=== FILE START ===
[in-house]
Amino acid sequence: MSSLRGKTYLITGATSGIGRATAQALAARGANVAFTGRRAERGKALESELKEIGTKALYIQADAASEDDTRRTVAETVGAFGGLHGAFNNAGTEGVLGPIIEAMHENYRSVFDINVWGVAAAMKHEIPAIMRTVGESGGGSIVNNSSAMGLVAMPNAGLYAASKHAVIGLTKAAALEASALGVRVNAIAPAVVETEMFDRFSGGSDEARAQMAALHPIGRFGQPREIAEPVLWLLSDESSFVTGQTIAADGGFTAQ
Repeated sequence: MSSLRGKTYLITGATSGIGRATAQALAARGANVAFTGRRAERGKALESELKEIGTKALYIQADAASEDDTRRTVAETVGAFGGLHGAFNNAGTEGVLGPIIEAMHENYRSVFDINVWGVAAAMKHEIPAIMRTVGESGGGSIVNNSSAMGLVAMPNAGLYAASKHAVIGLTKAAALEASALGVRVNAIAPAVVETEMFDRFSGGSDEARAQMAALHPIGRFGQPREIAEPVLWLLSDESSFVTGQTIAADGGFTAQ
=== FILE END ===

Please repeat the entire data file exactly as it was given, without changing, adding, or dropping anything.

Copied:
[in-house]
Amino acid sequence: MSSLRGKTYLITGATSGIGRATAQALAARGANVAFTGRRAERGKALESELKEIGTKALYIQADAASEDDTRRTVAETVGAFGGLHGAFNNAGTEGVLGPIIEAMHENYRSVFDINVWGVAAAMKHEIPAIMRTVGESGGGSIVNNSSAMGLVAMPNAGLYAASKHAVIGLTKAAALEASALGVRVNAIAPAVVETEMFDRFSGGSDEARAQMAALHPIGRFGQPREIAEPVLWLLSDESSFVTGQTIAADGGFTAQ
Repeated sequence: MSSLRGKTYLITGATSGIGRATAQALAARGANVAFTGRRAERGKALESELKEIGTKALYIQADAASEDDTRRTVAETVGAFGGLHGAFNNAGTEGVLGPIIEAMHENYRSVFDINVWGVAAAMKHEIPAIMRTVGESGGGSIVNNSSAMGLVAMPNAGLYAASKHAVIGLTKAAALEASALGVRVNAIAPAVVETEMFDRFSGGSDEARAQMAALHPIGRFGQPREIAEPVLWLLSDESSFVTGQTIAADGGFTAQ